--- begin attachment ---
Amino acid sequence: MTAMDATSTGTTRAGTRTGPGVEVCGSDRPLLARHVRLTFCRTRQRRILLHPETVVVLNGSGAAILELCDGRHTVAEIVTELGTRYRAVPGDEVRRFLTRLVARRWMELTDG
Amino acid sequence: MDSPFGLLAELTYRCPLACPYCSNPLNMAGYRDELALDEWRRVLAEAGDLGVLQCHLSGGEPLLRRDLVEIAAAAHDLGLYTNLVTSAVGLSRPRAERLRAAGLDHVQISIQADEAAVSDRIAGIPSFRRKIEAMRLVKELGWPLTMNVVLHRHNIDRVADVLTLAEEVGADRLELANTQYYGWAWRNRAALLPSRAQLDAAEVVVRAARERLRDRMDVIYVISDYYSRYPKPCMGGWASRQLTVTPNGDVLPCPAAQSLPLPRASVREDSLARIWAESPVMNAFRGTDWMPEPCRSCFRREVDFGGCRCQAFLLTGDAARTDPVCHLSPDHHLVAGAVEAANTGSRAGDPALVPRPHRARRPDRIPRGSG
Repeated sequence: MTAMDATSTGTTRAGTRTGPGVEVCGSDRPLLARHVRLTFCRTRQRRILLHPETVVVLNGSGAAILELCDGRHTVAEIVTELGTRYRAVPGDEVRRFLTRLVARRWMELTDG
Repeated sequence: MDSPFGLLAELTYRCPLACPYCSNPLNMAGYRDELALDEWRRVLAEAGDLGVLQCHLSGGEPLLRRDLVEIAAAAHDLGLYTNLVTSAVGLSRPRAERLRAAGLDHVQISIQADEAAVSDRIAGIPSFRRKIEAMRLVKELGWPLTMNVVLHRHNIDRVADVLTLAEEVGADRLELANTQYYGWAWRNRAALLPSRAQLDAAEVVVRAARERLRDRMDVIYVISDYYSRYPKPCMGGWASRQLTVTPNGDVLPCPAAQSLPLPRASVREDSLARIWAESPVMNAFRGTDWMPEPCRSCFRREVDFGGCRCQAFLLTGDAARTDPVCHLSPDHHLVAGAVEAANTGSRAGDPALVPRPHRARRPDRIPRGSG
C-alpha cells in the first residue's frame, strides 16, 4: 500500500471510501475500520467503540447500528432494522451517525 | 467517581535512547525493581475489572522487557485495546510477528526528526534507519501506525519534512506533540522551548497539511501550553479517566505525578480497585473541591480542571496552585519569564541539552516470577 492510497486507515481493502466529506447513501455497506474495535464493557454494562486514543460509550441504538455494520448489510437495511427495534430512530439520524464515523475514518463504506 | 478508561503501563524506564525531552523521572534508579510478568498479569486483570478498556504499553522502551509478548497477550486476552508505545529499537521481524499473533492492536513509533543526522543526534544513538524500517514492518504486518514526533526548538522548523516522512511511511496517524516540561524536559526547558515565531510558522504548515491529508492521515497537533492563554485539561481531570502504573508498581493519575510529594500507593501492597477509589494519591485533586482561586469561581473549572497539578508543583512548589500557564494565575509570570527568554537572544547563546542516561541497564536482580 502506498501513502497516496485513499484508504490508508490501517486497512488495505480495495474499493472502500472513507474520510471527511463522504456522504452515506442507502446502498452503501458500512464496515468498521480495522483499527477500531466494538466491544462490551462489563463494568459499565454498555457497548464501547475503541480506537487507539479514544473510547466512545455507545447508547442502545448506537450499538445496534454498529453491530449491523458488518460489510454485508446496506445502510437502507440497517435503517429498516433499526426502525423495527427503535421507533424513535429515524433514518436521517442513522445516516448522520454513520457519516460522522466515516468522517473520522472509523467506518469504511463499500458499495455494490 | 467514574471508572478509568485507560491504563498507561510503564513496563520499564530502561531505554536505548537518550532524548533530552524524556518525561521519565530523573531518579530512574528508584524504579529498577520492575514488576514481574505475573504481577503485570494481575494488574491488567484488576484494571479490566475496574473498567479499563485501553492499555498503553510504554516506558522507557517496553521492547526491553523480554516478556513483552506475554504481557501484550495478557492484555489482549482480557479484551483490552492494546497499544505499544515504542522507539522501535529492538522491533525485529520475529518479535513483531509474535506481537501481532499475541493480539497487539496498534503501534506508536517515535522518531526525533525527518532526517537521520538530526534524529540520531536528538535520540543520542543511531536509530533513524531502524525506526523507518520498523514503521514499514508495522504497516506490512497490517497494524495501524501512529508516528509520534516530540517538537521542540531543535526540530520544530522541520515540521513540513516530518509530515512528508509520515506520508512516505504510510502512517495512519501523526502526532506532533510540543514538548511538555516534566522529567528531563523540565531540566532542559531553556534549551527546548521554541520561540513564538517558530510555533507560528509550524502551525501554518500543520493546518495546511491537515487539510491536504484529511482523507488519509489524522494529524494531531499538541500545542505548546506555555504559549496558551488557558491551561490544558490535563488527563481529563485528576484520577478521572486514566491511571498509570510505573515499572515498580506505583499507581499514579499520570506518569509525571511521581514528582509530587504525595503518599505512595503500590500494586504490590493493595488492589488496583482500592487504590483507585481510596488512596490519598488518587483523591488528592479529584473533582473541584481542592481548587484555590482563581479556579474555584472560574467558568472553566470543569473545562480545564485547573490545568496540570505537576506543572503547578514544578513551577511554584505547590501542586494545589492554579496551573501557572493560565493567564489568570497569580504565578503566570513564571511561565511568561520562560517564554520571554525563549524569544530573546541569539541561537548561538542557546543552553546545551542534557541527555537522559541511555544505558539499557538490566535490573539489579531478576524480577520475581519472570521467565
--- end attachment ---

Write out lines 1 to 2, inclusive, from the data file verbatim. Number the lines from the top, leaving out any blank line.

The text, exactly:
Amino acid sequence: MTAMDATSTGTTRAGTRTGPGVEVCGSDRPLLARHVRLTFCRTRQRRILLHPETVVVLNGSGAAILELCDGRHTVAEIVTELGTRYRAVPGDEVRRFLTRLVARRWMELTDG
Amino acid sequence: MDSPFGLLAELTYRCPLACPYCSNPLNMAGYRDELALDEWRRVLAEAGDLGVLQCHLSGGEPLLRRDLVEIAAAAHDLGLYTNLVTSAVGLSRPRAERLRAAGLDHVQISIQADEAAVSDRIAGIPSFRRKIEAMRLVKELGWPLTMNVVLHRHNIDRVADVLTLAEEVGADRLELANTQYYGWAWRNRAALLPSRAQLDAAEVVVRAARERLRDRMDVIYVISDYYSRYPKPCMGGWASRQLTVTPNGDVLPCPAAQSLPLPRASVREDSLARIWAESPVMNAFRGTDWMPEPCRSCFRREVDFGGCRCQAFLLTGDAARTDPVCHLSPDHHLVAGAVEAANTGSRAGDPALVPRPHRARRPDRIPRGSG